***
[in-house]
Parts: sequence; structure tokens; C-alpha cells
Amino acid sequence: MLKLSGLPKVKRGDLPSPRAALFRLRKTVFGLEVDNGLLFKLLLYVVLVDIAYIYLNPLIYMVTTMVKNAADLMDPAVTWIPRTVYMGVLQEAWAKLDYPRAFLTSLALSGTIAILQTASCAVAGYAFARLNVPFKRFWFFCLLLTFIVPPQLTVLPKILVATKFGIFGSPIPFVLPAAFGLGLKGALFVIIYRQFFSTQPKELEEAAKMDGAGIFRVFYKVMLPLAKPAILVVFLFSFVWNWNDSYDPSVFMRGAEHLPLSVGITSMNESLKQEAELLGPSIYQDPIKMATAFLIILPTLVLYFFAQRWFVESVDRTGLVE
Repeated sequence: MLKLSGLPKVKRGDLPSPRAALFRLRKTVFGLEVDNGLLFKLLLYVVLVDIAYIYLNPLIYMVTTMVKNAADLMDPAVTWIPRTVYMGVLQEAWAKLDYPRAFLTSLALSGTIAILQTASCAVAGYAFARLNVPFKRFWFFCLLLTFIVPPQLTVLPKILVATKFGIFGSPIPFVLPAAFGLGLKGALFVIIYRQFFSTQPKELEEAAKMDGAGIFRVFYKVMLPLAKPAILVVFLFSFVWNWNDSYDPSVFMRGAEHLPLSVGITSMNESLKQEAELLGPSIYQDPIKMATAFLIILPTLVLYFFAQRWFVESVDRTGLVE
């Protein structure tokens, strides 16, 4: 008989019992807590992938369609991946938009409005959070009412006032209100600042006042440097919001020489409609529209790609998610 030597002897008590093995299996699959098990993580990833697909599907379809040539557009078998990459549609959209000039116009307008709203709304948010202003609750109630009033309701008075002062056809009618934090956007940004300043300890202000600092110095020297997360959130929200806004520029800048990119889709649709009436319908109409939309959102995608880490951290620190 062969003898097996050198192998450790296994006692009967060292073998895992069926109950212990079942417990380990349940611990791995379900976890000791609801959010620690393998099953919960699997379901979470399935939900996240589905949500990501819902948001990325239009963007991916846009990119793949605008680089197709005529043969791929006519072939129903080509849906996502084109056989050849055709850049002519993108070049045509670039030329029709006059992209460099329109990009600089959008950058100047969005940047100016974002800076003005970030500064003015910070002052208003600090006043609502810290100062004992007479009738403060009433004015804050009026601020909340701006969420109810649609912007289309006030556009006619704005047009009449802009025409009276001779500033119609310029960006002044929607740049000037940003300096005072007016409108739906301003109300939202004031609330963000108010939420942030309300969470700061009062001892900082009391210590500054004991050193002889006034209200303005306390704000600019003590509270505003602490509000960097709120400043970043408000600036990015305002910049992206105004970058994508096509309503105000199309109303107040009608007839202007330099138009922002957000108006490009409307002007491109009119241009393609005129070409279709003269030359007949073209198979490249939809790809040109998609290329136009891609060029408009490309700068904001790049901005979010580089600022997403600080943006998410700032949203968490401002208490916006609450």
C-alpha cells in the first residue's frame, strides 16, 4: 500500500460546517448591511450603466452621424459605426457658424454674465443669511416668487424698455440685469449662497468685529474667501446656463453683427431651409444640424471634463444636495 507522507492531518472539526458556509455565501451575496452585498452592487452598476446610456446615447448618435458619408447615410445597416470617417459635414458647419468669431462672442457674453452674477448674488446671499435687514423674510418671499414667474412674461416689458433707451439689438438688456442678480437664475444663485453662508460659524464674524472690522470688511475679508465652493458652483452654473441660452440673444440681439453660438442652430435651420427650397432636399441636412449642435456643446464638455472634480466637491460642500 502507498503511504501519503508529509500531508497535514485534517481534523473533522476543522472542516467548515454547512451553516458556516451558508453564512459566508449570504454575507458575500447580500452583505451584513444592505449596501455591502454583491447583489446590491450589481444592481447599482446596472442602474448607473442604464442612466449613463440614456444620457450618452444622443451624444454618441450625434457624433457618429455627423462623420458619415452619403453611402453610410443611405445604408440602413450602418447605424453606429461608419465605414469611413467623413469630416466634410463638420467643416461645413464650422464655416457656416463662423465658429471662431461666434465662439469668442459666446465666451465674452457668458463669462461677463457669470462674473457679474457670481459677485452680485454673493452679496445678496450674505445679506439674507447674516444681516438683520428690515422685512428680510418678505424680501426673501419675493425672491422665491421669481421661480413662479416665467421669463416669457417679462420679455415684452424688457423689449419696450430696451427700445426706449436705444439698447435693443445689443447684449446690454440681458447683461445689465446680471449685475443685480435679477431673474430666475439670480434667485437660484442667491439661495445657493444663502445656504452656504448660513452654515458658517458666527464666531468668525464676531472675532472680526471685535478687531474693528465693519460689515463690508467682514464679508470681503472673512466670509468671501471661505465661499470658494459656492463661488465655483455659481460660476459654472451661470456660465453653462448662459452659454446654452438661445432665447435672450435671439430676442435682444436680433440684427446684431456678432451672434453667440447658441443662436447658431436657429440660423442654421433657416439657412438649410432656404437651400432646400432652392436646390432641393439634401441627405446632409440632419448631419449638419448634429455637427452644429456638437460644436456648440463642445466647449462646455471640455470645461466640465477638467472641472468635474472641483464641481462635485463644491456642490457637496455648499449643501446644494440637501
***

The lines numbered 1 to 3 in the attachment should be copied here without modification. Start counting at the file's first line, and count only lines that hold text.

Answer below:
[in-house]
Parts: sequence; structure tokens; C-alpha cells
Amino acid sequence: MLKLSGLPKVKRGDLPSPRAALFRLRKTVFGLEVDNGLLFKLLLYVVLVDIAYIYLNPLIYMVTTMVKNAADLMDPAVTWIPRTVYMGVLQEAWAKLDYPRAFLTSLALSGTIAILQTASCAVAGYAFARLNVPFKRFWFFCLLLTFIVPPQLTVLPKILVATKFGIFGSPIPFVLPAAFGLGLKGALFVIIYRQFFSTQPKELEEAAKMDGAGIFRVFYKVMLPLAKPAILVVFLFSFVWNWNDSYDPSVFMRGAEHLPLSVGITSMNESLKQEAELLGPSIYQDPIKMATAFLIILPTLVLYFFAQRWFVESVDRTGLVE